(Since it’ll be about two weeks until i know more about my viral load, let’s continue with some character development.)

My mom failed the first treatment, she had begun her second fight with interferon. Peg- interferon was a welcome change to the predecessor, less injections and a better control of the drugs meant for more promising results. My mom’s numbers fluctuated dropping low but never hitting zero. Perhaps I was too excited at the thought of being free of the damning state of mind I’d been in, the idea of freeing both myself and my mom of this was amazing and I jumped at the chance. a small battery of tests gave me the first month’s set of drugs. it was delivered on ice and the needles we’re the most confusing things I’d ever seen. Instead of prefilled syringes the drug came in a container that was a cross between a Rubik’s cube and an epi-pen.

This is what it used to look like:


While this is what it looks like now:


(and now the next gens are just oral pills? damn that’s awesome!)

It may not look intimidating, but the instructions looked like that notification from the department of labor in your common space at work.

After a certain degree of shaking lightly or something to that effect, rotating it a certain number of times, and then putting it at a 180 degree angle, you would compress it until the bubble hit the line and magic would happen. My memory denies me the intricacies of the procedure, but It was a rather absurdly elaborate process which simply added more stress to impeding injection.

The treatment’s potential success brought me a lot of hope, something I’d been lacking. unfortunately it’s failure would only compound my mother’s guilt. As the symptoms of a worsening liver coupled with the weird hormone changes I’d felt during treatment began to inhibit my routines I noticed my mom’s decay. To me she was a mirror into the future, and it wasn’t looking good.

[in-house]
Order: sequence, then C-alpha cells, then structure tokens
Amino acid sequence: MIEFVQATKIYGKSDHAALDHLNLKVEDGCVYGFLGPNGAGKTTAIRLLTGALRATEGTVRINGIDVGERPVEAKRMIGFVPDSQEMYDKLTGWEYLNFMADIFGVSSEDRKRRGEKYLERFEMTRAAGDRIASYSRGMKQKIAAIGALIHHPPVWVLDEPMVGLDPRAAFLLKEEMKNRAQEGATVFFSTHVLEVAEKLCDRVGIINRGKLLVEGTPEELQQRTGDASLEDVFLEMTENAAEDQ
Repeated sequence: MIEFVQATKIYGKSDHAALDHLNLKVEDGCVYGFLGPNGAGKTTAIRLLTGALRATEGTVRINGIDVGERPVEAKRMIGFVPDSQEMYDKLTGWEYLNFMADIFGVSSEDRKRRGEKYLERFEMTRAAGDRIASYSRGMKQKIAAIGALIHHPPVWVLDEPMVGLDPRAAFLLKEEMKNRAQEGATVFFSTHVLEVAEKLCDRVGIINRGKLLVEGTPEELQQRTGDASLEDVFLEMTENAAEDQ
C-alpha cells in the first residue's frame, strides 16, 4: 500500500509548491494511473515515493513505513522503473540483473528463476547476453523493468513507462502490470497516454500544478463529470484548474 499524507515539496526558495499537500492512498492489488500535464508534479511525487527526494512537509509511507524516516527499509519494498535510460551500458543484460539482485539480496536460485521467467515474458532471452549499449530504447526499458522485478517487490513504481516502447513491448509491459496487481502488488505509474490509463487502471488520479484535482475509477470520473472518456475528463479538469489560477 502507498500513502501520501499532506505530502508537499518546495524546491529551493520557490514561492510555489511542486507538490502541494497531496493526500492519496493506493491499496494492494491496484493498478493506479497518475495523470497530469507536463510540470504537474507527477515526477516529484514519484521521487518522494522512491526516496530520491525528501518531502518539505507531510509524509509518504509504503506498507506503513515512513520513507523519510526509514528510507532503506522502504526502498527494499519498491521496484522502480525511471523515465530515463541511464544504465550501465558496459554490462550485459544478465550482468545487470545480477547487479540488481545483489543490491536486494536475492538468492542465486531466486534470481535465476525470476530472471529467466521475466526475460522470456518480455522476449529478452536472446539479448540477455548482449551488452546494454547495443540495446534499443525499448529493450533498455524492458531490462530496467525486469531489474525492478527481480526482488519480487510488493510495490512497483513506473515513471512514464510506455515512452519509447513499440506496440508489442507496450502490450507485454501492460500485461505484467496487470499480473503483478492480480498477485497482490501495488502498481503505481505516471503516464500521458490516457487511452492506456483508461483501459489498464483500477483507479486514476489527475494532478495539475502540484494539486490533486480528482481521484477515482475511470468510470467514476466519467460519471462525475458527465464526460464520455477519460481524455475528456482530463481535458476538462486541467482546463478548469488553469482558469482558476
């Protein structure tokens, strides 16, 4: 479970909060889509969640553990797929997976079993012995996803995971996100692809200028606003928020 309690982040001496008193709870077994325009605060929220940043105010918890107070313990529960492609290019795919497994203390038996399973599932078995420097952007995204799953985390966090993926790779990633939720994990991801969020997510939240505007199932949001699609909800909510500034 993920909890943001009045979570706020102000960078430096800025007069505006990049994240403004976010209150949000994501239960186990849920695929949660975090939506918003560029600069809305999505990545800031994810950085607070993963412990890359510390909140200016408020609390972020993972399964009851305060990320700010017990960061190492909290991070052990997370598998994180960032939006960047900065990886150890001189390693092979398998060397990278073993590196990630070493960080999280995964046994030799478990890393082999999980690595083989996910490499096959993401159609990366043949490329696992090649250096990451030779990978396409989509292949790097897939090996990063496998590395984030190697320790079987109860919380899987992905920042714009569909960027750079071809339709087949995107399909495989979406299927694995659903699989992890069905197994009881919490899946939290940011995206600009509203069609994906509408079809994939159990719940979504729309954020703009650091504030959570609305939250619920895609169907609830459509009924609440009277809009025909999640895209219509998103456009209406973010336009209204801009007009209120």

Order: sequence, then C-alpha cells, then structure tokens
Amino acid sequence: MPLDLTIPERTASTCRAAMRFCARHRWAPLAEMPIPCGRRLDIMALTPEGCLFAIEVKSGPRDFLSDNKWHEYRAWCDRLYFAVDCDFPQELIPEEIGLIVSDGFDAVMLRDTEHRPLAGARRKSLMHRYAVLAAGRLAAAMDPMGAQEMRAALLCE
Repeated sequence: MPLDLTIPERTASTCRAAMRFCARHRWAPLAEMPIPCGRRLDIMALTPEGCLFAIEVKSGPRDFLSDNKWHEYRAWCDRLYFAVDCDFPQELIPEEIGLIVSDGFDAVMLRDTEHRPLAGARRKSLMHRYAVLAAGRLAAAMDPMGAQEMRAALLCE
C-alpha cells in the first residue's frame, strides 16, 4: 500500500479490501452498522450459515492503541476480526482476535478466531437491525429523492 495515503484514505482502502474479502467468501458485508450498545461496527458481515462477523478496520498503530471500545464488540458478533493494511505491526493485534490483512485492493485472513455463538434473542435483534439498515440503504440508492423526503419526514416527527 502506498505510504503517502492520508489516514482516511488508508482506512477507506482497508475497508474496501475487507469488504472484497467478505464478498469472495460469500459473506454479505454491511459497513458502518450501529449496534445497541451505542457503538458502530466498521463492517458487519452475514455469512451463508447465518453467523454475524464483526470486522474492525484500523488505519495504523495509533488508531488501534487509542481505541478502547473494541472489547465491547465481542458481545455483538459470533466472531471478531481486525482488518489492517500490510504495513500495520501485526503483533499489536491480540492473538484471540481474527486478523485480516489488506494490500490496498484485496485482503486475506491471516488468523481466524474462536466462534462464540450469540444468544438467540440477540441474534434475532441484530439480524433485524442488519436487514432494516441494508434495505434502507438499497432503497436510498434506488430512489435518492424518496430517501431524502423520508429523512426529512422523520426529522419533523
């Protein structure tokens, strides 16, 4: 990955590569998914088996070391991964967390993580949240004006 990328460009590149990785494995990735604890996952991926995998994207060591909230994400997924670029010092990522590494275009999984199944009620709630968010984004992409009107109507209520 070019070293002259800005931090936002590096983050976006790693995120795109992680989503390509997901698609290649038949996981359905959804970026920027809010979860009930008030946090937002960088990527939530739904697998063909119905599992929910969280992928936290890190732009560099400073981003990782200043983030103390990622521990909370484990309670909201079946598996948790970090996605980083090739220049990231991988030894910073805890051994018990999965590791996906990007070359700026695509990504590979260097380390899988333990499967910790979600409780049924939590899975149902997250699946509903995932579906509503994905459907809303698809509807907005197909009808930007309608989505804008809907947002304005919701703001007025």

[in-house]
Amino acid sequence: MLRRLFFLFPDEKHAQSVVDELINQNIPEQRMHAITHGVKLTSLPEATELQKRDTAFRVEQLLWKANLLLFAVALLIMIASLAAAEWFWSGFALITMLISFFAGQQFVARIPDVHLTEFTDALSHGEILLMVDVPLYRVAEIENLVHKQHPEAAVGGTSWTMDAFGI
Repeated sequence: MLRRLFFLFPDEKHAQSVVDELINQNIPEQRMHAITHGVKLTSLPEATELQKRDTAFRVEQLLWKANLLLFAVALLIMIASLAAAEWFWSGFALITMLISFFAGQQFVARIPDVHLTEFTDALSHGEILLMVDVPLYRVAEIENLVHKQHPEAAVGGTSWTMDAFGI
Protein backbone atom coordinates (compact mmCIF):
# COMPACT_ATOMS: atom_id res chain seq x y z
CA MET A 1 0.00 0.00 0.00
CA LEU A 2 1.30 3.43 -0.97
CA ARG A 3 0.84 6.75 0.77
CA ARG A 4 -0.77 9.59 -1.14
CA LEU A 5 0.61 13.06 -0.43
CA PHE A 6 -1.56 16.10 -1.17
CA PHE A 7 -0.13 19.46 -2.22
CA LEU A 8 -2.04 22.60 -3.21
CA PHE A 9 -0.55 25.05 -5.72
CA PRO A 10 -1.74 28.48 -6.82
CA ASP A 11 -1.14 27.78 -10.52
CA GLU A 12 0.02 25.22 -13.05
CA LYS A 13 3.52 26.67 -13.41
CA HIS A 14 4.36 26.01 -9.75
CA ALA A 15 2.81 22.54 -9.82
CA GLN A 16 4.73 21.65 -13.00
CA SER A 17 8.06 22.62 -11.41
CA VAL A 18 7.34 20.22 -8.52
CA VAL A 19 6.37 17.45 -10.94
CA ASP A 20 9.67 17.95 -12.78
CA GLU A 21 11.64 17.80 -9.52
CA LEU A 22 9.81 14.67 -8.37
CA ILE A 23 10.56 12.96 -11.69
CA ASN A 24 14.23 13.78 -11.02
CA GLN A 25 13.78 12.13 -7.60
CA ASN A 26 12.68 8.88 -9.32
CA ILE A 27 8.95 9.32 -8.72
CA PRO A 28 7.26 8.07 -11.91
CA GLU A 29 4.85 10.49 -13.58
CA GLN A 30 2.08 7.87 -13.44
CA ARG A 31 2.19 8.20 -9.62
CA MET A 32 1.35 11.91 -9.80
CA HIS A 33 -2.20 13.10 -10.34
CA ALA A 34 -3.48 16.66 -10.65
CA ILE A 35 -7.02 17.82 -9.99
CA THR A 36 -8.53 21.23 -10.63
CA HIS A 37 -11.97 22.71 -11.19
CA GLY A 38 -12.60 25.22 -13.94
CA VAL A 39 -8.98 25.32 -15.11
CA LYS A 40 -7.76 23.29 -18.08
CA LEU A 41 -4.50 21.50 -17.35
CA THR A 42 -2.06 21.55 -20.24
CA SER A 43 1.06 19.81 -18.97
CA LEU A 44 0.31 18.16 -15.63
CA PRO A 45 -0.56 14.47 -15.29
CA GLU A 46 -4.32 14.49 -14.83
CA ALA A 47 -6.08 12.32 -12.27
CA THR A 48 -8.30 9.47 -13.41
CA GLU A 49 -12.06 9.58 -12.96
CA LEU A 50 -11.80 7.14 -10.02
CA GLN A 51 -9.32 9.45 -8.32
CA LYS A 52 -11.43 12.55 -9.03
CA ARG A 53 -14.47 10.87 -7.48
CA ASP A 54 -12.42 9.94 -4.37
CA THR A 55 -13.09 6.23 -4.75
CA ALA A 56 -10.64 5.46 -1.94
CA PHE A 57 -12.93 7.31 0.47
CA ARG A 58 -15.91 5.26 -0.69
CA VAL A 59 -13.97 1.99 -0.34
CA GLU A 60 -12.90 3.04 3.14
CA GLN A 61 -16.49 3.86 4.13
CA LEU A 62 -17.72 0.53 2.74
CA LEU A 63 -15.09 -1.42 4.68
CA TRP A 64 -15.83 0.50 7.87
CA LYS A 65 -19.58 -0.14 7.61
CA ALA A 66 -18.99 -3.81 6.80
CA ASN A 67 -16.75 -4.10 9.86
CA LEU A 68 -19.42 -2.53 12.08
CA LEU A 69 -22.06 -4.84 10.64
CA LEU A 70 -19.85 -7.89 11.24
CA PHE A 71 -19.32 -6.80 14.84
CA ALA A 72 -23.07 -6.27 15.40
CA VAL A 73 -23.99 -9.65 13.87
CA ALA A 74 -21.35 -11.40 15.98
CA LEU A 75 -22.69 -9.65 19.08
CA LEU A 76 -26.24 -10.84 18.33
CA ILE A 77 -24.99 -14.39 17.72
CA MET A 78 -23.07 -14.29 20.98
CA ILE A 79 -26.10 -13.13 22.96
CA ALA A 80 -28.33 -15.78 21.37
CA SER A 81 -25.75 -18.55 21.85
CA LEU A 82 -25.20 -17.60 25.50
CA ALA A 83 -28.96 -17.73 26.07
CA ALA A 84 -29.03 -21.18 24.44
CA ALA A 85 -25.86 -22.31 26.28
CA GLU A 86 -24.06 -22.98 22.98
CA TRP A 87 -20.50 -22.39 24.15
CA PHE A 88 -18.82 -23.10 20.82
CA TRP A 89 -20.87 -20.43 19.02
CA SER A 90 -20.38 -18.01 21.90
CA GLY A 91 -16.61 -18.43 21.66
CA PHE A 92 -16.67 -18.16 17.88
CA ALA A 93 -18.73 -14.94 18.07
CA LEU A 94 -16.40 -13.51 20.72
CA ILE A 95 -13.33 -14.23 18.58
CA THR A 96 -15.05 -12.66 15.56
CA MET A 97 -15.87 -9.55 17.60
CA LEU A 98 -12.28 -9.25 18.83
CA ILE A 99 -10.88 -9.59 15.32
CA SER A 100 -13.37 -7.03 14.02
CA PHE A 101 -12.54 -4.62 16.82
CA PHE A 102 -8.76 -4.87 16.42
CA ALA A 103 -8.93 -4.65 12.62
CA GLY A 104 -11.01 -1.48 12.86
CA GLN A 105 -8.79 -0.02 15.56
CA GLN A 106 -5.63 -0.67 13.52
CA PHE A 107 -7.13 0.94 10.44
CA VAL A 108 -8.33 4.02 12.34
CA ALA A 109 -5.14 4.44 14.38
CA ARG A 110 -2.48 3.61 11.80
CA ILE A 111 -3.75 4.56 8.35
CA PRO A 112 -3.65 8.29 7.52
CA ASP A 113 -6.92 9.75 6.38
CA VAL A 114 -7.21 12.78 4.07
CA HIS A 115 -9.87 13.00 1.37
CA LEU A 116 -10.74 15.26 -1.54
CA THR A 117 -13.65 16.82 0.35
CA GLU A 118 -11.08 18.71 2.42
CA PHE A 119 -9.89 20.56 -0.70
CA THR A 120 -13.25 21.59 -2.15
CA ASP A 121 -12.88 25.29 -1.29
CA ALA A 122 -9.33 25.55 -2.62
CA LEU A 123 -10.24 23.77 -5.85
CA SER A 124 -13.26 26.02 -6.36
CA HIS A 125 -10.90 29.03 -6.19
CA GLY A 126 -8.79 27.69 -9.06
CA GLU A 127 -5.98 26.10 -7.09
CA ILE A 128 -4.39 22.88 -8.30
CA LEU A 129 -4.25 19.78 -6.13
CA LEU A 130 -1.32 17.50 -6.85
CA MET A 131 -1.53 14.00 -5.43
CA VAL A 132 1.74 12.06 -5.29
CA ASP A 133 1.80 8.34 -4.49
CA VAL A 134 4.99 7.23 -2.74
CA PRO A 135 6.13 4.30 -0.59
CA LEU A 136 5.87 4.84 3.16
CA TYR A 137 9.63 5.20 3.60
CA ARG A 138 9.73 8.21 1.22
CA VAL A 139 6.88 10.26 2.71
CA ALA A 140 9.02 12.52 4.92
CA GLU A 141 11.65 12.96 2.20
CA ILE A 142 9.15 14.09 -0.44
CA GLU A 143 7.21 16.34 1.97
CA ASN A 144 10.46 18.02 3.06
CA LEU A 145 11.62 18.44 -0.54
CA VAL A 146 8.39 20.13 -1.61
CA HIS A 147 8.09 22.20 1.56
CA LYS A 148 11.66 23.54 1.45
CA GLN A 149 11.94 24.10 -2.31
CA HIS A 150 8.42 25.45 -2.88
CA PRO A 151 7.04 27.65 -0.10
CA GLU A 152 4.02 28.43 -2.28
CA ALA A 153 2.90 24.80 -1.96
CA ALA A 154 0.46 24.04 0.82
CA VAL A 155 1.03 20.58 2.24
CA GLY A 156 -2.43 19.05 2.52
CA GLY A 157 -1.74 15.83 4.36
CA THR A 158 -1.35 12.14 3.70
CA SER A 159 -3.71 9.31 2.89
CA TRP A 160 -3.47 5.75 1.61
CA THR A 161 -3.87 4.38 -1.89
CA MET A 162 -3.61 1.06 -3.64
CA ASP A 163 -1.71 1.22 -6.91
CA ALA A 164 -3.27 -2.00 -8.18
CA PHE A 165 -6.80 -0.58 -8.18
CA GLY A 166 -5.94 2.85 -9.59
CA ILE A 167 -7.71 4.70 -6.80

This, I’d realized, was the hard part of having someone walk along the path with you. while we both understood the pains, the frustration, the depression, it was a double edged sword. Being a vertical transfer meant that I had someone to share this wretched journey with, but it also meant that when both of just were injured on the trail, hope would fade that much more.  This is where fear lives. Feeling alone, but knowing you’re not. My mother clung to hope, and had a hard time pushing herself. I felt differently. I refused to let go of the hope I’d gained, I pushed myself harder and tried to live as normal as I could. When my mom was floundering I’d remind her that we were in the same boat. My methods involved a lot of yelling when conversations regarding progress would sour. It took another treatment to brighten her spirit. It was by far the hardest on her putting her at near zero for month, and she pushed through it refusing to give up. That same treatment decided to give me a slightly different experience, it brought me close to zero, and then nearly killed me.

At the end of the year HepC still remained in my system. And while my mom managed to cure herself, the other half of her pain, would find some solace in helping me fight my ever worsening state. It is with that sentiment I take on each treatment as much for her, as I do myself. Because the path that we’ve stumbled along has brought us better to fall together than to fall apart.